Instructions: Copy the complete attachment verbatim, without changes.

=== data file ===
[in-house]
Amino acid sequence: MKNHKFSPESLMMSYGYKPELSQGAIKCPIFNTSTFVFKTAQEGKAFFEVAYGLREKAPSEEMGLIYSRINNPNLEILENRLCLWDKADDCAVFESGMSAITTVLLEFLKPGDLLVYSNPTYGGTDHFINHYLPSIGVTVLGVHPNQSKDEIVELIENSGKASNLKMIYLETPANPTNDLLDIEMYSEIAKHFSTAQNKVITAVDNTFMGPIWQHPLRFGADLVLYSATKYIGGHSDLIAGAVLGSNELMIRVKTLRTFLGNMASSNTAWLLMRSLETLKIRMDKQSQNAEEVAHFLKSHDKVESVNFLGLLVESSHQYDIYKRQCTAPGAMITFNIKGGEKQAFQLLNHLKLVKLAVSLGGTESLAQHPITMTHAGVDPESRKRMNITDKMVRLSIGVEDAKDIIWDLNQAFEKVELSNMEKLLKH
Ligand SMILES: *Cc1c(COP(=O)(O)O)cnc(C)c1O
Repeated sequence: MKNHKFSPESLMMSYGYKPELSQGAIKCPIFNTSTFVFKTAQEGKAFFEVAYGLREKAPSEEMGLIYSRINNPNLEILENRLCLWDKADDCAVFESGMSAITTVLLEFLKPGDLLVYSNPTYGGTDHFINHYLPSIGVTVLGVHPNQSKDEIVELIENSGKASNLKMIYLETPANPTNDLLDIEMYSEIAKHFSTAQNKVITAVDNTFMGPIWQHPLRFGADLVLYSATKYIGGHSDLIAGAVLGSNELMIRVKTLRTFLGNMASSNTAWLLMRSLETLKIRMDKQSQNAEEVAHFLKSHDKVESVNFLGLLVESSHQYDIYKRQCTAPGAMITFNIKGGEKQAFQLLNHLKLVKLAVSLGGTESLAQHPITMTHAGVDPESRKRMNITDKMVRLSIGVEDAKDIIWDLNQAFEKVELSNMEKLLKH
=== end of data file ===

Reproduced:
[in-house]
Amino acid sequence: MKNHKFSPESLMMSYGYKPELSQGAIKCPIFNTSTFVFKTAQEGKAFFEVAYGLREKAPSEEMGLIYSRINNPNLEILENRLCLWDKADDCAVFESGMSAITTVLLEFLKPGDLLVYSNPTYGGTDHFINHYLPSIGVTVLGVHPNQSKDEIVELIENSGKASNLKMIYLETPANPTNDLLDIEMYSEIAKHFSTAQNKVITAVDNTFMGPIWQHPLRFGADLVLYSATKYIGGHSDLIAGAVLGSNELMIRVKTLRTFLGNMASSNTAWLLMRSLETLKIRMDKQSQNAEEVAHFLKSHDKVESVNFLGLLVESSHQYDIYKRQCTAPGAMITFNIKGGEKQAFQLLNHLKLVKLAVSLGGTESLAQHPITMTHAGVDPESRKRMNITDKMVRLSIGVEDAKDIIWDLNQAFEKVELSNMEKLLKH
Ligand SMILES: *Cc1c(COP(=O)(O)O)cnc(C)c1O
Repeated sequence: MKNHKFSPESLMMSYGYKPELSQGAIKCPIFNTSTFVFKTAQEGKAFFEVAYGLREKAPSEEMGLIYSRINNPNLEILENRLCLWDKADDCAVFESGMSAITTVLLEFLKPGDLLVYSNPTYGGTDHFINHYLPSIGVTVLGVHPNQSKDEIVELIENSGKASNLKMIYLETPANPTNDLLDIEMYSEIAKHFSTAQNKVITAVDNTFMGPIWQHPLRFGADLVLYSATKYIGGHSDLIAGAVLGSNELMIRVKTLRTFLGNMASSNTAWLLMRSLETLKIRMDKQSQNAEEVAHFLKSHDKVESVNFLGLLVESSHQYDIYKRQCTAPGAMITFNIKGGEKQAFQLLNHLKLVKLAVSLGGTESLAQHPITMTHAGVDPESRKRMNITDKMVRLSIGVEDAKDIIWDLNQAFEKVELSNMEKLLKH